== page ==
Telling the Library Story, just like storytelling, brings together elements that weave a compelling tale of the library's value. Storytelling includes a plot (Why are libraries valuable?); props, techniques and scripts (How do you effectively tell the story? How do you fit words together to tell the story?); characters and setting (Who are the important people in the story? What is the environment in which the characters find themselves?); and audience (To whom are we telling the story?).The "story" comprises of 4 main parts:
Props, Techniques and Scripts". Loads of other useful stuff.
The Iowa Library Service Areas and the State Library of Iowa have put together this toolkit, which I see it as a structured template providing guidelines on how libraries can "sell their story" in order to get funding and buy-in from stakeholders.
The entire "story" is really a Pathfinder to related websites and resources. A pathfinder is something librarians compile all the time, but this is presented in a refreshing manner. Very clever.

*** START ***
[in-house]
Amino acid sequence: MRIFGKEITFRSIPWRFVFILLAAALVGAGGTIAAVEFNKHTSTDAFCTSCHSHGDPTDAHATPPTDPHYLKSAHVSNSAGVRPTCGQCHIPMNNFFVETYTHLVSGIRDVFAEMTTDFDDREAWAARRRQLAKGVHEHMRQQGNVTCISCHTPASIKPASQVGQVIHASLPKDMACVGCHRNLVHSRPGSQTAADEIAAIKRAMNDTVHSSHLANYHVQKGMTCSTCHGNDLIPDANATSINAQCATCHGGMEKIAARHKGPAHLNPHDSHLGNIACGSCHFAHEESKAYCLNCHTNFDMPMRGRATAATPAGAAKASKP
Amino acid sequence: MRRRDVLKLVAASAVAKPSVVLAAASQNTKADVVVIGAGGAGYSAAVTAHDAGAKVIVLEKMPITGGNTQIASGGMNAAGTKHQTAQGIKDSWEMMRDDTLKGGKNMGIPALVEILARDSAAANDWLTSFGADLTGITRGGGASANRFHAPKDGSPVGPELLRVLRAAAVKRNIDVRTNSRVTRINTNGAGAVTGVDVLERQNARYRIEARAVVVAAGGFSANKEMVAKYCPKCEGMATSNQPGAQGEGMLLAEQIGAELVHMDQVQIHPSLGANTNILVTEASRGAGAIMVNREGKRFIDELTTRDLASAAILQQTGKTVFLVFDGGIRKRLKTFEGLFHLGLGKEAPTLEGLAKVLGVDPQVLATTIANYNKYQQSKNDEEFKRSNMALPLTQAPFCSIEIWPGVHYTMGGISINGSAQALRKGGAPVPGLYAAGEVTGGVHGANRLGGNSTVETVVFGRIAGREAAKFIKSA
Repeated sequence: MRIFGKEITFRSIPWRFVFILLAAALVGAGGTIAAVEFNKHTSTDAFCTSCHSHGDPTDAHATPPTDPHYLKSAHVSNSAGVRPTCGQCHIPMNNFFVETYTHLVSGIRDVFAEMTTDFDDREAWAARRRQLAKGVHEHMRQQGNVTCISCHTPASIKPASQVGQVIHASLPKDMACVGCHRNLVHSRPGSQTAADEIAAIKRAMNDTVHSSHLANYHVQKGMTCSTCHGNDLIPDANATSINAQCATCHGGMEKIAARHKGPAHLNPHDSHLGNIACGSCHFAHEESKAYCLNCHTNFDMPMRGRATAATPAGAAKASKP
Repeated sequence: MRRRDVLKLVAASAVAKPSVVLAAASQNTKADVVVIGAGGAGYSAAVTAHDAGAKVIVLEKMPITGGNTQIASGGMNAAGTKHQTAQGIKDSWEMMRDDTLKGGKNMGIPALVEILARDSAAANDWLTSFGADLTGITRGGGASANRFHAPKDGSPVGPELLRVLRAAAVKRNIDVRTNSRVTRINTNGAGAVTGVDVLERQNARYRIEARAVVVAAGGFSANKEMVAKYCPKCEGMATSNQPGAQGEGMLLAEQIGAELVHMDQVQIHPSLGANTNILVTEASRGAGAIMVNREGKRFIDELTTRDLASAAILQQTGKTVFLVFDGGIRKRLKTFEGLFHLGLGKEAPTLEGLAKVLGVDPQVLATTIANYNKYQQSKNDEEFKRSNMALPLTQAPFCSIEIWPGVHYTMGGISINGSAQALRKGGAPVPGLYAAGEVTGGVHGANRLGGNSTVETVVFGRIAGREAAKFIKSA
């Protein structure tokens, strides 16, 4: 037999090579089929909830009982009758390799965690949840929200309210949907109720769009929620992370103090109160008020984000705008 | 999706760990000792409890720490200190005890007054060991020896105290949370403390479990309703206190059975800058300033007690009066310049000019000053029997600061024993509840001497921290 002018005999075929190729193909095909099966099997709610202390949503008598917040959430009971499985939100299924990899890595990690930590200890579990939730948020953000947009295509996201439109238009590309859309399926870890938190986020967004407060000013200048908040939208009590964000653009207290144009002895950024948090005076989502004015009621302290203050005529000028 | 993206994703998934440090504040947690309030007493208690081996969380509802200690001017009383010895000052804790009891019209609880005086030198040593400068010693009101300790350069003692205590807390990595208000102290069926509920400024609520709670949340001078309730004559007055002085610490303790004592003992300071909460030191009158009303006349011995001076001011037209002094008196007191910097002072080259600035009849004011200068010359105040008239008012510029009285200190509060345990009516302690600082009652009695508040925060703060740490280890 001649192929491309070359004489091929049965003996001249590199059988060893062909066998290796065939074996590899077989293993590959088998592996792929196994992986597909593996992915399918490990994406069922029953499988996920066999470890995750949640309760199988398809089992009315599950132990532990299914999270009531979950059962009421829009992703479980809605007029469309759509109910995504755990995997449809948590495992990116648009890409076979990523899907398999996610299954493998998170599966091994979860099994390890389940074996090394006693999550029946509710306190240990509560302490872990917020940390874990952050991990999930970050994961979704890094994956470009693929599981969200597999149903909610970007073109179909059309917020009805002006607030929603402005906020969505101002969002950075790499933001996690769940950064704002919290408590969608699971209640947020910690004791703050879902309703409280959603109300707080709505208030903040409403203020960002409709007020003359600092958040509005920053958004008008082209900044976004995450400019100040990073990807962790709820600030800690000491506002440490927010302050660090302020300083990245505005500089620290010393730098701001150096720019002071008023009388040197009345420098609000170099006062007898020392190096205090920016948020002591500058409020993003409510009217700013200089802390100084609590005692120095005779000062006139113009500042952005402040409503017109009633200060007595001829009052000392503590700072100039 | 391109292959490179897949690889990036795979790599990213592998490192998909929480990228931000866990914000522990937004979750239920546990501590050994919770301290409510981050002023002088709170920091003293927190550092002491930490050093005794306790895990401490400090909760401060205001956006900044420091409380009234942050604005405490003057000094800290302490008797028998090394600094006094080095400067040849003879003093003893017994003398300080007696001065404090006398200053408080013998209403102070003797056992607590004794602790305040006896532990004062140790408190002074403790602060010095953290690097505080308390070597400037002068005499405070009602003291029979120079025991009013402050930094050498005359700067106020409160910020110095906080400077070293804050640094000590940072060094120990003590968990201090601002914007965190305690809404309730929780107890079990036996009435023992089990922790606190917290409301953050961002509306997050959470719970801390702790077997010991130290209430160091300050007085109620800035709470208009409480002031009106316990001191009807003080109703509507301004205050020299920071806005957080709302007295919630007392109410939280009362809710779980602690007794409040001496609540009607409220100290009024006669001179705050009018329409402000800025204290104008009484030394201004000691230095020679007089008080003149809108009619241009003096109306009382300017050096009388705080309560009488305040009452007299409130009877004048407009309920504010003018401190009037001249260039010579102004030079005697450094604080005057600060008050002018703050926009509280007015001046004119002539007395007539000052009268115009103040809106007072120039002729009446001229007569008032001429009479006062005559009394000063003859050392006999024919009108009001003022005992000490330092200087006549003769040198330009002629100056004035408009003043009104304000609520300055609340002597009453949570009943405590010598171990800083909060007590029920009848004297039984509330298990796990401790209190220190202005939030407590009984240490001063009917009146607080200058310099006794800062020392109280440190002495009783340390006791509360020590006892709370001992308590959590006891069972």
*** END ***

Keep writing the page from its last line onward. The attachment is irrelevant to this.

I was telling some of my colleagues that NLB, in partnership with the Library Association of Singapore plus other major library institutions, could play an advocacy role to promote the use and awareness of libraries and information centres in schools, private organisations and government agencies.
We could provide such a Toolkit appropriate to the local context. For instance, teachers put in charged of managing their school's library (otherwise called Media Resouce Lab/ Centre) would be able to obtain ideas and download ready-made templates to help them manage and promote their libraries to students.
I was blogging about Machinima today. Naturally, I'd include this as part of the Toolkit.
[Tag: role of libraries, library advocacy]